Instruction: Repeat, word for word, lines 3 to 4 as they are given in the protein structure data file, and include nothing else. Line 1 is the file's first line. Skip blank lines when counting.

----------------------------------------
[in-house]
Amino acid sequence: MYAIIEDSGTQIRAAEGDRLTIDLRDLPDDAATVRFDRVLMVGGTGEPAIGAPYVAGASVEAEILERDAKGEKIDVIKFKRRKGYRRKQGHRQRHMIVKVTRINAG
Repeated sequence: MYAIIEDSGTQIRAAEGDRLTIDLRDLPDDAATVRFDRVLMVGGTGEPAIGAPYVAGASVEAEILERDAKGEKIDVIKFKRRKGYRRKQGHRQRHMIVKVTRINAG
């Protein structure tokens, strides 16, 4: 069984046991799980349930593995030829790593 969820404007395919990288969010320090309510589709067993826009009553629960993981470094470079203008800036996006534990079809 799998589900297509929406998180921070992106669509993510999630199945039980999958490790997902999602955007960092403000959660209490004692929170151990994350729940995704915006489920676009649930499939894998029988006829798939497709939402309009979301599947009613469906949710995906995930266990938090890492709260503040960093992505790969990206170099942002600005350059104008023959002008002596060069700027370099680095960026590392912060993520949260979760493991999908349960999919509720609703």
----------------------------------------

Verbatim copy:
Repeated sequence: MYAIIEDSGTQIRAAEGDRLTIDLRDLPDDAATVRFDRVLMVGGTGEPAIGAPYVAGASVEAEILERDAKGEKIDVIKFKRRKGYRRKQGHRQRHMIVKVTRINAG
């Protein structure tokens, strides 16, 4: 069984046991799980349930593995030829790593 969820404007395919990288969010320090309510589709067993826009009553629960993981470094470079203008800036996006534990079809 799998589900297509929406998180921070992106669509993510999630199945039980999958490790997902999602955007960092403000959660209490004692929170151990994350729940995704915006489920676009649930499939894998029988006829798939497709939402309009979301599947009613469906949710995906995930266990938090890492709260503040960093992505790969990206170099942002600005350059104008023959002008002596060069700027370099680095960026590392912060993520949260979760493991999908349960999919509720609703």